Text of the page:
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August 27, 2003

Vascular Effects of Cocoa Rich in Flavan-3-ols

Author Affiliations

Letters Section Editor: Stephen J. Lurie, MD, PhD, Senior Editor.

JAMA. 2003;290(8):1030-1031. doi:10.1001/jama.290.8.1030

To the Editor: In vitro studies have suggested that flavonoids may have specific vascular effects, but their mechanism of action has not been clarified.1 A subclass of flavonoids—flavan-3-ols and their oligomers (procyanidins)—are constituents of cocoa beans, which can be detected in human plasma after ingestion of cocoa.2 In turn, plant extracts rich in flavan-3-ols can increase the activity of nitric oxide synthase (NOS) in endothelial cells.3 Nitric oxide is an essential signaling molecule in vascular physiology. Nitric oxide bioactivity can be preserved in human plasma in a circulating pool via increases in a number of nitrosated compounds.4,5 Thus, it is possible that cocoa rich in flavan-3-ols may lead to improved endothelium-dependent dilation via an increase of nitric oxide bioactivity.

However, commercially available cocoa drinks contain only small amounts of flavan-3-ols due to roasting and alkalization of cocoa beans, which are known to degrade flavan-3-ols. We tested the hypothesis that ingestion of flavan-3-ol rich cocoa can increase the circulating pool of nitric oxide in human plasma, thus increasing endothelium-dependent dilation.


Participants were 26 outpatients with at least 1 cardiovascular risk factor, including history of coronary artery disease, hypertension, hyperlipidemia, diabetes, or current tobacco use. Individuals were excluded if they had C-reactive protein levels greater than 0.5 mg/dL, atrial fibrillation, acute coronary syndrome, or New York Heart Association class III or IV heart failure. Individuals were studied in the morning after a 12-hour fasting period.

In an initial study involving the first 6 participants, we assessed the time course of flavan-3-ol effects on flow-mediated dilation (FMD). This was measured at 0, 2, 4, and 6 hours after ingestion of 100 mL of cocoa drink containing 176 mg of flavan-3-ols (70 mg of epicatechin plus catechin, 106 mg of procyanidins [The Positive Food Co, Wokingham, England]) (n = 6) or control (100 mL cocoa drink with <10 mg of flavan-3-ols [Dovedrink, Mars Inc, Hackettstown, NJ] or water) (n = 3).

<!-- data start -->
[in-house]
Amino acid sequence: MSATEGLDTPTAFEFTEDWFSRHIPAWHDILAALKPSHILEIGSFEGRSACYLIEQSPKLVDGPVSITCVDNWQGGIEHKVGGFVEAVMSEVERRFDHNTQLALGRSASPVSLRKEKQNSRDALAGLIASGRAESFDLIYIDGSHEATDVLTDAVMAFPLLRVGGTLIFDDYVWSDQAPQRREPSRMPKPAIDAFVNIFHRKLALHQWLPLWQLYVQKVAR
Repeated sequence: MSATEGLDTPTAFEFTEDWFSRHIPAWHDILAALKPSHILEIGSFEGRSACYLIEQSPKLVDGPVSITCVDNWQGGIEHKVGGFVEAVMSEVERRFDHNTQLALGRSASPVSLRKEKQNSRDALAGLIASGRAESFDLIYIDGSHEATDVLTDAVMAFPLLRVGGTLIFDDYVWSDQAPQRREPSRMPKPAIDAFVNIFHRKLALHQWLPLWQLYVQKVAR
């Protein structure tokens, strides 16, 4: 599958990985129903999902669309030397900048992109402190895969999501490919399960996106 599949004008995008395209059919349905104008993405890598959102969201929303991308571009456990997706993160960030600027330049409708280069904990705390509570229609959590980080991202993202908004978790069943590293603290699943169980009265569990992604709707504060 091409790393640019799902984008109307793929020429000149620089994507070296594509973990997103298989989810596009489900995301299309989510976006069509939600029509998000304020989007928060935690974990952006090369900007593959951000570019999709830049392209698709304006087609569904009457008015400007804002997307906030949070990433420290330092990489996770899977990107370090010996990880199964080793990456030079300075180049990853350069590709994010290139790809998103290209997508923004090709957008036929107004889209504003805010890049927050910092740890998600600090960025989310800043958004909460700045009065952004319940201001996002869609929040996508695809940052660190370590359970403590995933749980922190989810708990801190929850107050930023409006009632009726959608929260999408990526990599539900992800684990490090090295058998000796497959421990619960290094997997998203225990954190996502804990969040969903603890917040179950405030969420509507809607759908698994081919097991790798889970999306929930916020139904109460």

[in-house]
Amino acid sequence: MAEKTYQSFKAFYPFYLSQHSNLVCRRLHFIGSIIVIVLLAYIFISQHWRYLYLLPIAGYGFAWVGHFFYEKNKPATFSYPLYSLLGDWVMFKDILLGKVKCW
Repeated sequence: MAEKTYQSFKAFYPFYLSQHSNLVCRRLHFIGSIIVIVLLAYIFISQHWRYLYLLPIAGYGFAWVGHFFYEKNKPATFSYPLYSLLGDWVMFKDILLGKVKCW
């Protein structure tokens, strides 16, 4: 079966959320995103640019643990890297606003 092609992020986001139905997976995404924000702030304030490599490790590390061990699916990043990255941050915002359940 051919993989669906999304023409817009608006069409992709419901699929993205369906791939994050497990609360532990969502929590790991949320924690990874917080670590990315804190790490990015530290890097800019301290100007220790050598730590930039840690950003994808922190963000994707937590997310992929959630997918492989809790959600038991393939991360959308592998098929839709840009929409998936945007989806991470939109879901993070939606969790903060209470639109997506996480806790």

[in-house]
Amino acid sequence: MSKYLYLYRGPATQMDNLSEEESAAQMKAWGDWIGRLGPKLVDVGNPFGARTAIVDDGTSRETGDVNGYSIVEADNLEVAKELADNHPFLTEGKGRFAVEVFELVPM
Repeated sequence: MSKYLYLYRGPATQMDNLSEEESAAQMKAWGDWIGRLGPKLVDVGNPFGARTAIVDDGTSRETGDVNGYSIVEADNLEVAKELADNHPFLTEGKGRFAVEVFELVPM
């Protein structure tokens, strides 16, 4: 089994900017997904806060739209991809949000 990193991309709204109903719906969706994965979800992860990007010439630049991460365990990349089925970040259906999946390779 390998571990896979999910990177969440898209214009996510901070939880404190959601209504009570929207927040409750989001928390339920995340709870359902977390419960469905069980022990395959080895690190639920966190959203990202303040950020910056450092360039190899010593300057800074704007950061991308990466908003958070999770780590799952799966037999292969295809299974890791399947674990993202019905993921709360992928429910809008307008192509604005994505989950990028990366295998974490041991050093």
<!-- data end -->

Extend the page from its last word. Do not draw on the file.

We then used these results to guide the timing of a double-blind crossover study. Twenty participants received 100 mL of cocoa drinks with high or low levels of flavan-3-ols, in random order, on 2 consecutive days. The sum of nitrosylated and nitrosated species (collectively referred to as RNO) was measured by reductive chemiluminescence assay 2 hours after ingestion on both days.4 Nitrate and nitrite levels were measured as previously described.6 Endothelium-dependent dilation was assessed by measuring FMD of the brachial artery. In addition, we measured a number of other vascular parameters that would not be expected to change as a result of flavan-3-ol, including blood pressure, heart rate, and plasma levels of nitrite and nitrate. Similarly, we measured endothelium-independent dilation of the brachial artery following sublingual application of 400 µg of glyceroltrinitrate, diameter of the brachial artery, and forearm blood-flow at rest and during reactive hyperemia, as assessed by venous occlusion plethysmography. (Technical details are available from the authors.)

All variables except endothelium-independent dilation were measured both before and after ingestion of the cocoa. Endothelium-independent dilation was measured only after ingestion of each drink, as nitroglycerine could have interfered with measurement of the other variables. Differences were assessed by paired t tests, with P values for multiple comparisons adjusted by the Bonferroni criterion. Our study was approved by the ethics board of the Medical Faculty of the Heinrich Heine-University, and all participants gave written informed consent.